Kishida hints at general election before tax hikes for defense

Japanese Prime Minister Fumio Kishida hinted Tuesday that he could call a general election before raising taxes in 2024 or later to finance a defense buildup.

Speaking on a TV program, Kishida said the government will decide on the exact timing of corporate, income and tobacco tax rises for increased defense spending but "there will be an election before that."

The prime minister has the final say on a dissolution of Japan's House of Representatives. The current four-year terms of members of the lower house of parliament expire in October 2025.

The taxes should be raised at an appropriate time between 2024 and 2027, Kishida said.

Koichi Hagiuda, policy chief of Kishida's ruling Liberal Democratic Party, has backed a plan to hold a general election before the implementation of the tax hikes.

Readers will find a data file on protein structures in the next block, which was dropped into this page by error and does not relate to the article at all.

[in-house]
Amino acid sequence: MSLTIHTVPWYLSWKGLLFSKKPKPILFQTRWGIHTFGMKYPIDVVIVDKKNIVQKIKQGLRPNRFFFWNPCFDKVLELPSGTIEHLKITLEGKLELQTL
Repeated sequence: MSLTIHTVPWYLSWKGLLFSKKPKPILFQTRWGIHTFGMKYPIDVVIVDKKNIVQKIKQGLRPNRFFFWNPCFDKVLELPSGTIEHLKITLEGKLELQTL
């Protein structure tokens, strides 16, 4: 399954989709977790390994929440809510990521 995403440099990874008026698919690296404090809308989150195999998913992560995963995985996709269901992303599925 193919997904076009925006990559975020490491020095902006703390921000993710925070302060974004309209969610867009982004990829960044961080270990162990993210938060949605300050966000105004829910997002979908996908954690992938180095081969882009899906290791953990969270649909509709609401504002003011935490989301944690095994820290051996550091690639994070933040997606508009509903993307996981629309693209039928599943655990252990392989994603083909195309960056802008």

Kishida's Cabinet earlier this month approved the plan to increase tax revenues for the defense buildup, envisioning the amount would top 1 trillion yen in the fiscal year from April 2027.

But even some senior ruling bloc lawmakers have questioned the policymaking process, saying there should have been more debate on the details of the planned tax hikes.

In a recent Kyodo News poll, more than half of LDP supporters opposed the defense-related tax hike plan and more than 80 percent of the respondents who backed the party were dissatisfied with Kishida's explanation.

© Kyodo News